Consider this,
Code:
i=2; i<somenumber; i++

i=1 ( executed )
i=2 ( executed )

for the next iteration

Code:
i=2 ( executed )  //why this should be executed again, value is known in the previous iteration itself ???
i=3 ( executed )

effectively for ' n ' iterations you have ' n ' extra queries which I feel can be completely avoided. ( dropped as such )


3)
If only single column is extracted and if you are sure values are there definitely, there is no need for two queries. That could be rewritten something like

Code:
select ip from trace where trace_id >= $i and trace_id <= $i+1;

or even better if you have a running number as column in your table
Code:
select column_with_running_numbers_sequence, ip from trace;

use the above query to fetch all the values in one shot
and now you should have association like
record1 ip_value1
record2 ip_value2

the approach depends upon the table design


4)
What about the commit status of your program ? Is that auto commit ?
If so , that would definitely take more time because for each and every insert statement there is going to be commit statement which will definitely bring down the performance.

Only if the inserts can be clubbed and committed purely based on the criticality of the application you can commit after ' n ' inserts

Code:
insert
autocommit
insert
autocommit
insert
autocommit

is expensive than

Code:
insert
insert
insert
explicit commit


Please post how it goes ? All the best ! Smilie
# 6  
Old 10-30-2007
@Yogesh

Thank you so much for the advice... I'll look into what stored procedures are now... Maybe that could help me out...

@matrixmadhan

I really appreciate the time you've spent on framing that reply... Thanks a million... Probably by receiving help from people like you, even we, newbies can learn "something" Smilie Thanks again...

I'm currently making changes as you suggested in 1 and 2... I think 3 is linked to 2.

Quote:
If only single column is extracted and if you are sure values are there definitely, there is no need for two queries. That could be rewritten something like

Code:

select ip from trace where trace_id >= $i and trace_id <= $i+1;

or even better if you have a running number as column in your table
Code:

select column_with_running_numbers_sequence, ip from trace;

use the above query to fetch all the values in one shot
and now you should have association like
record1 ip_value1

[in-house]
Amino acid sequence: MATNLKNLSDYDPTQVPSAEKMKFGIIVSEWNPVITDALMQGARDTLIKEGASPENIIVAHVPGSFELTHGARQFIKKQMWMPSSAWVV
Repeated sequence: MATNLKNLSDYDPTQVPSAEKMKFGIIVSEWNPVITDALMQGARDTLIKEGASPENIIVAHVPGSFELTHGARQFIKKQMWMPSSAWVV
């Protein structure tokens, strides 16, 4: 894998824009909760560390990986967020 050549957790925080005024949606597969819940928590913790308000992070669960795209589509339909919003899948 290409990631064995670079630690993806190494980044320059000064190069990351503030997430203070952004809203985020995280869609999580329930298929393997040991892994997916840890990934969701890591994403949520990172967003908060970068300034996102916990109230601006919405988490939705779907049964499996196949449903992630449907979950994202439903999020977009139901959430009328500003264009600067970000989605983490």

record2 ip_value2

the approach depends upon the table design
Could you kindly elaborate this one? I seem to have missed some simple sql rules... Regarding the table design, I can change it even now because I'm just testing this on 2 million values... The actual data set contains 50 million values...

This 'id' column of trace is an auto_increment... So can I write something like:
Code:
SELECT id, ip FROM trace;

Its true that I will be having all the values at once, but how am I gonna compare adjacent values then?
Usually to fetch the rows I use something like:
Code:
while($rows = mysql_fetch_assoc($result) {
//Perform operations on rows. But how will I get the previous row or next row in this loop?
}

Thats my problem...

And if I'm not asking too much, I'd like to know about your 4th point too... I've never worked with autocommit... Maybe I'm unknowingly doing that... Is my code potraying that picture by any chance? How can I disable that? Really sorry for the trouble...
# 7  
Old 10-31-2007
Quote:
I'm currently making changes as you suggested in 1 and 2... I think 3 is linked to 2.
Yes, a sort of.

Quote:
Could you kindly elaborate this one? I seem to have missed some simple sql rules... Regarding the table design, I can change it even now because I'm just testing this on 2 million values... The actual data set contains 50 million values...

This 'id' column of trace is an auto_increment... So can I write something like:
If you have the control of the table design, then its relatively easy Smilie

So what I have been trying to say is
with column1 and an auto increment column you could actually build a hash of the auto increment column and the other column_value

something like,

autoincrement other_column
1 10
2 30
3 5

with this, indexing the column and comparing would become straight forward and the retrieval of the values also would be only in o(1)

Quote:
And if I'm not asking too much, I'd like to know about your 4th point too... I've never worked with autocommit... Maybe I'm unknowingly doing that... Is my code potraying that picture by any chance? How can I disable that? Really sorry for the trouble...
do you have any explicit commit statements in your code ? If so, we could be sure we are overriding autocommit and explicitly we control the order and frequency in which the records need to be committed.

With the code segment that you had posted, I don't see any explicit commit statement being used, so I guess it should be " autocommit "

Try changing that, it will definitely improve the performance level Smilie am sure of that.